Sho Madjozi – The Trailblazer

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Words by Caron Williams

Photography by Austin Malema 

Make-up by Mpho Moeng

Cover design by Dumaza Ndata 

Sho Madjozi burst onto South Africa’s music scene and has blazed an intoxicating trail ever since. With her signature hairstyle, kaleidoscopic Xebelani and larger than life personality, she’s carving an inspiring lane for herself as an eclectic talent who is breathing new life into South African hip hop and the local music industry as a whole.

With a vibrant aura that fills the room as soon as she steps into it, Sho Madjozi’s presence is captivating. It’s an infectious vivacity found in a particular breed of artists – superstars. Whilst fairly new to the game, her impact has been enthralling. She has collaborated with established artists, toured nationally and presented some of the most exhilarating live performances you’ll ever witness. Sho Madjozi is part of the birth of a new facet of South African hip hop, one which shifts boundaries and forces the genre to interrogate what really constitutes hip hop and rap in South Africa in 2017.

Born 2 years before the dawn of supposed democracy in South Africa, Maya Wegerif (Sho Madjozi’s real name) is the culmination of merging two extremes of South Africa’s complex and painful history. Born in Limpopo, Sho Madjozi’s electric Tsonga upbringing formed the foundation of her unique outlook and identity. “I grew up in a very rural area and it was actually very beautiful. I don’t believe a lot of people would believe it until they saw pictures but the first home I grew up in was a hut and we would get water at the river. It was quite bizarre because my Dad is white. He was this young white boy running away from the Apartheid police and ended up at the village. That’s where I spent the first few years of my life and that taught me everything I know about beauty, fashion, life and relationships.”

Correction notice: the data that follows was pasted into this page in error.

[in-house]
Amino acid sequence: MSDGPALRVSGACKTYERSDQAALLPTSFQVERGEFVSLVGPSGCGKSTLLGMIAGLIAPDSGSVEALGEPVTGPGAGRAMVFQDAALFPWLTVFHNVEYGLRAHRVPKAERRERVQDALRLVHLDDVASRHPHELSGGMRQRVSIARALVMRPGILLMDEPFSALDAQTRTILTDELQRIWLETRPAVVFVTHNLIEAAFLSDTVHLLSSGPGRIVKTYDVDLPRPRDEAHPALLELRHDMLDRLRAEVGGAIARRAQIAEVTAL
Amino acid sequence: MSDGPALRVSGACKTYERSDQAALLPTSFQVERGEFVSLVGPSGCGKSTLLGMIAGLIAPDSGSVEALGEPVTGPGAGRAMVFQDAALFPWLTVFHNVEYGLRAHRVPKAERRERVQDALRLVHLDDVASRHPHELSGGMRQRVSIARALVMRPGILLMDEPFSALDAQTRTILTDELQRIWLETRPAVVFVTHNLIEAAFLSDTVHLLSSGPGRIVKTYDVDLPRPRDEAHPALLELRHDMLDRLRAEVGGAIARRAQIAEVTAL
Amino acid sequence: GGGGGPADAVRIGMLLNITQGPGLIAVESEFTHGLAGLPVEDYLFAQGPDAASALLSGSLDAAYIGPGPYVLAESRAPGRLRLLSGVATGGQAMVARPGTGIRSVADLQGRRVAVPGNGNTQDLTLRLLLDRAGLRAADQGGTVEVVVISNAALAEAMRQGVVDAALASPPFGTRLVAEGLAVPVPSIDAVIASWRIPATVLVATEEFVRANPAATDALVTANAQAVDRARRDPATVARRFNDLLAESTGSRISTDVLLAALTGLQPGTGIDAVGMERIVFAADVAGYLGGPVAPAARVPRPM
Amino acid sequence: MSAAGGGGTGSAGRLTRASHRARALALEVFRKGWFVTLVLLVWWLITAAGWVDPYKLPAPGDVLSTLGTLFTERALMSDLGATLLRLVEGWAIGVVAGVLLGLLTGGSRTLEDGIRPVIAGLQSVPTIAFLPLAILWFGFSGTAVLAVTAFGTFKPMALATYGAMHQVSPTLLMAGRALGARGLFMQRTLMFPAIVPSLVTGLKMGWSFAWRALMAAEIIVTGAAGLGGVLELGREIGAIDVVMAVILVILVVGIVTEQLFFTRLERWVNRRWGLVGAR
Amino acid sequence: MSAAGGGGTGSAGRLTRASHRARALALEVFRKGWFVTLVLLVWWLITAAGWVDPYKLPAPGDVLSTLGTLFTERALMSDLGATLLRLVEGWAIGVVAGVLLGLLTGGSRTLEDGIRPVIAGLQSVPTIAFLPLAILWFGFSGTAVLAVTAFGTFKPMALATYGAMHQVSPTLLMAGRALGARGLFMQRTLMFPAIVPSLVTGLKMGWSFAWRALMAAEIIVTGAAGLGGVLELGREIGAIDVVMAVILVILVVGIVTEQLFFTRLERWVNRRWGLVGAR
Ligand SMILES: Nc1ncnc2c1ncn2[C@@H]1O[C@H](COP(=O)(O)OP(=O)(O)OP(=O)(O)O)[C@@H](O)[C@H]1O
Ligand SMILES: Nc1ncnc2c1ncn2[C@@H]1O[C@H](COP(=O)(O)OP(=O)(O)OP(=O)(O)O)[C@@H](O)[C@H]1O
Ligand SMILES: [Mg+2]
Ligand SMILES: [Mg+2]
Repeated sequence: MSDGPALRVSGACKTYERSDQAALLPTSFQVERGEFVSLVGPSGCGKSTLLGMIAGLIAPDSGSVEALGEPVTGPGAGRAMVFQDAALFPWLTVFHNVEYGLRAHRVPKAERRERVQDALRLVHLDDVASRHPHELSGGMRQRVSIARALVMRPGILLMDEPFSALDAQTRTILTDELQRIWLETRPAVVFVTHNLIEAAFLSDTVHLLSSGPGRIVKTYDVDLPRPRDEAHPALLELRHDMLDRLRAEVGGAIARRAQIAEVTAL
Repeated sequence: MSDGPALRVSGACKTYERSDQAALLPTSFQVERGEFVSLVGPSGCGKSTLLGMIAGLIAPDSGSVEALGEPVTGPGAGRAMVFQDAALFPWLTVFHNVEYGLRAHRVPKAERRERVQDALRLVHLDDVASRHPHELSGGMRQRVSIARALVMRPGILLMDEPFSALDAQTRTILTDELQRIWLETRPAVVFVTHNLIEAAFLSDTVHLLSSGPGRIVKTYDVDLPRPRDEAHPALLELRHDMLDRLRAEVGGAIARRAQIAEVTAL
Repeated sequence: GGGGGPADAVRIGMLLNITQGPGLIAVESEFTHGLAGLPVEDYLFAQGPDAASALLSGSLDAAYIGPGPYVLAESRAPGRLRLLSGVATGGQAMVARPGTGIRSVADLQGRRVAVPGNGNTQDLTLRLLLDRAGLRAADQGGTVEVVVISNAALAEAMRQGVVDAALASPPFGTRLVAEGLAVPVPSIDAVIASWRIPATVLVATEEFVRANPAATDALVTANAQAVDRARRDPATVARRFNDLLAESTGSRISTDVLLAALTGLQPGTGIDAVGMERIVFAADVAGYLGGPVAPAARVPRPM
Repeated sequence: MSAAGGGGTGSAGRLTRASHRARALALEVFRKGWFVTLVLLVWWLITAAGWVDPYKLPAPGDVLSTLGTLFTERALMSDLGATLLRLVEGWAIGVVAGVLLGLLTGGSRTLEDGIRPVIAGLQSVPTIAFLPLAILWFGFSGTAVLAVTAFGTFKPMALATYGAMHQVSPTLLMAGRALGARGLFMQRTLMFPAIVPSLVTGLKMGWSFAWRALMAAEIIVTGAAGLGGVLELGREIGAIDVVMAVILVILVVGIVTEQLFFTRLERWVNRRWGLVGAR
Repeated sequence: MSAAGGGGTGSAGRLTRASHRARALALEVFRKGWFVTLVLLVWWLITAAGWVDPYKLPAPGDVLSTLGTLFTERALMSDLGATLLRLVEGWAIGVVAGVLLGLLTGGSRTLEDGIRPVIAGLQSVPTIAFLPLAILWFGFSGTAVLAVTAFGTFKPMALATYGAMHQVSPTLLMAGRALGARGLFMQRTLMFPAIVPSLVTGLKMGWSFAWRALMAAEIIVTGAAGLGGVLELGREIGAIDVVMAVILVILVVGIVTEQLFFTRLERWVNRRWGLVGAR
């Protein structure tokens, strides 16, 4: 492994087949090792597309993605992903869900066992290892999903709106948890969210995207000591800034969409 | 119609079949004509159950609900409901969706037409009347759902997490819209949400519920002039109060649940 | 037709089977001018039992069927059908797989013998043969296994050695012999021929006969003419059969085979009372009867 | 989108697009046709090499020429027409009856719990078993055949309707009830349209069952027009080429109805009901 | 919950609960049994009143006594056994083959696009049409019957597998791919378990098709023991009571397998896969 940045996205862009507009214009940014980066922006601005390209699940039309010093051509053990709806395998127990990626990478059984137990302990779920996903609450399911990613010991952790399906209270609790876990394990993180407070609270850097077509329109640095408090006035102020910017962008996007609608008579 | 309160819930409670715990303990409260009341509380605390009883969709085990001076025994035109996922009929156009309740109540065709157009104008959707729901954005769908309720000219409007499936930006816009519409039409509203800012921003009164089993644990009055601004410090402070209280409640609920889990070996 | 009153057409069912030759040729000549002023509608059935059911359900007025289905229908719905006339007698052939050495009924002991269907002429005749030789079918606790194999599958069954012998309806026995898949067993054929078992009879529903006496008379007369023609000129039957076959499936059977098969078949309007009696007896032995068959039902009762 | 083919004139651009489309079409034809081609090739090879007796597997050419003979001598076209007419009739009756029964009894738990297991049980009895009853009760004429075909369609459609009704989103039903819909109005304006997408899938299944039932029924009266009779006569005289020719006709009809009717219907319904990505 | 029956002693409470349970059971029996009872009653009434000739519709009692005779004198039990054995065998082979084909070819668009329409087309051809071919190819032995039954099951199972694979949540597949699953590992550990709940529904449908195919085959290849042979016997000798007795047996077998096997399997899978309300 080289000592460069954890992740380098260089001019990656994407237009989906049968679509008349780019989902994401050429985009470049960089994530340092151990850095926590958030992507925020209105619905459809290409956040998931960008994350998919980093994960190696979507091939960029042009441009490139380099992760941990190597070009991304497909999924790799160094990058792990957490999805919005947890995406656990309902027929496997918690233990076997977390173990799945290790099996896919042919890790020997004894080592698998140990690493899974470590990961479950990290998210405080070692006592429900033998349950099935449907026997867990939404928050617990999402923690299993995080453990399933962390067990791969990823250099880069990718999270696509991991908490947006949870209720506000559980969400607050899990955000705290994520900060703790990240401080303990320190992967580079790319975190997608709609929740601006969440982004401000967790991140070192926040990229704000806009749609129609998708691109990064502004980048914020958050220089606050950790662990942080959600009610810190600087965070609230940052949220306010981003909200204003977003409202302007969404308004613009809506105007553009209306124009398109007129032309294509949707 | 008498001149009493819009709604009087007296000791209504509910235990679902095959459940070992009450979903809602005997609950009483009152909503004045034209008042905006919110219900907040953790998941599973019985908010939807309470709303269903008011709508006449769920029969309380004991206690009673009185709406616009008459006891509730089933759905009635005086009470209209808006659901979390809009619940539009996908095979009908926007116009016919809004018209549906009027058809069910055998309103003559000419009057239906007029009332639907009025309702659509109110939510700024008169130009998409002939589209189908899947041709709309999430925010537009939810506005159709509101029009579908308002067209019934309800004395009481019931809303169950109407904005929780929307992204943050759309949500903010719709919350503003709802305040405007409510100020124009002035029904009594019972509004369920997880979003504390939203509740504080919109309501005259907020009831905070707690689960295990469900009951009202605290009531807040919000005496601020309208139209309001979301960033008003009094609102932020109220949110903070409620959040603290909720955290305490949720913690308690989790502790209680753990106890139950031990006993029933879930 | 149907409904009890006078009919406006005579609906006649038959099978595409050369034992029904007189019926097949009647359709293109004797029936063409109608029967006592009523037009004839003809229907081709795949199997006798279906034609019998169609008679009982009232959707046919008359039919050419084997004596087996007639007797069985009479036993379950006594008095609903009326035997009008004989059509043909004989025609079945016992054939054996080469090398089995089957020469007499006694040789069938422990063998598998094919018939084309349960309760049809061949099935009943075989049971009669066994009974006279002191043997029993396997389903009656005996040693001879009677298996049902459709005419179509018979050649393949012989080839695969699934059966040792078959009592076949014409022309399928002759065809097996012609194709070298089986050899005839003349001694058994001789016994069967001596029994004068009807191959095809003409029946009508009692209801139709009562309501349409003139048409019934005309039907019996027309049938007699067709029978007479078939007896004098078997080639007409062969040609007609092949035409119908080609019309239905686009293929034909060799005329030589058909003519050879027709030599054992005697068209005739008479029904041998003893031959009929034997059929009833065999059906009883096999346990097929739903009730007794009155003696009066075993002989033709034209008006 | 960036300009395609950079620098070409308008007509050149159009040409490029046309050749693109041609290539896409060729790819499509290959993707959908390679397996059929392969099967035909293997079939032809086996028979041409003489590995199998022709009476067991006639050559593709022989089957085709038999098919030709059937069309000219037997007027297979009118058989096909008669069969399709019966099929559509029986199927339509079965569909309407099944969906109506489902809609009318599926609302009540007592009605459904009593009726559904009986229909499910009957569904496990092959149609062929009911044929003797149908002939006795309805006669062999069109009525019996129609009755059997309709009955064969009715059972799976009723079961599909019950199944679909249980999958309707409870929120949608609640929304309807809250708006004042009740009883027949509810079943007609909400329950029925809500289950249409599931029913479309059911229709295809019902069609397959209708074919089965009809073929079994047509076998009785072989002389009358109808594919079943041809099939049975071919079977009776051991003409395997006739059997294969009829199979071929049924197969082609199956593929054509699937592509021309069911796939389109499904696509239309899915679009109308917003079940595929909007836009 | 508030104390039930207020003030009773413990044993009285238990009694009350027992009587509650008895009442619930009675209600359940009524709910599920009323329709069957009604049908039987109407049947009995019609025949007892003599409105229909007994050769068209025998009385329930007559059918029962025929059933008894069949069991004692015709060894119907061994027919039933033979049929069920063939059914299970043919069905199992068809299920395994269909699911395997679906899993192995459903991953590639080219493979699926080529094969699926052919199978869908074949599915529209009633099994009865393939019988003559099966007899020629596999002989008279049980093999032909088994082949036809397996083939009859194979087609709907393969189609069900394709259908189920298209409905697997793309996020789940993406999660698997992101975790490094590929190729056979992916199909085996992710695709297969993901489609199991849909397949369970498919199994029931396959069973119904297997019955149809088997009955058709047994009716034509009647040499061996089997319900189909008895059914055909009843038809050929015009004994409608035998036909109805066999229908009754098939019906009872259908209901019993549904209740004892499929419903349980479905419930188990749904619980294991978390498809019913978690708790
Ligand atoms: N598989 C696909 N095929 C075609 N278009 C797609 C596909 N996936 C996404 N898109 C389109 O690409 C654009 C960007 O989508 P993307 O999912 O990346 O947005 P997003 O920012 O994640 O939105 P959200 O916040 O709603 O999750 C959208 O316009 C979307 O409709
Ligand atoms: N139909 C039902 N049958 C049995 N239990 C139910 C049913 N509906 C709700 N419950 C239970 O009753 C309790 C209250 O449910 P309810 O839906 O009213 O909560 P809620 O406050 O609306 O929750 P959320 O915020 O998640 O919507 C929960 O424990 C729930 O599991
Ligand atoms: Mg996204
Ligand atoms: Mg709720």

Whilst her upbringing was a very unique one within the South African context, it was completely ordinary to her.  “My Dad was always present in my life but I didn’t know he was white. My perception of white was “them”; it was everything that’s not us, white was everyone that hated us, white was the people that wanted to arrest my father.” After an incident at school where one of her peers pointed out that her father was white, she laughed and dismissed it and later told her father about the encounter. Her and her father communicated to each other in Tsonga and she shared the encounter with him. He informed her that he was indeed white, which left her devastated. This moment would come to form an important part of her understanding of race in South Africa and how extraordinary her circumstances were.

Having navigated an immensely unique upbringing, Sho Madjozi elected to embrace the ideals of beauty that she had grown up with and had seen her mother and family embrace within the Tsonga tradition. “I don’t understand why Tsonga people’s idea of beauty suddenly changes when they go to Joburg. I just wanted to keep the idea of what I think is beautiful. I love to floss and there’s nothing better than having a new Xebelani. That’s my way of flossing and of being beautiful.”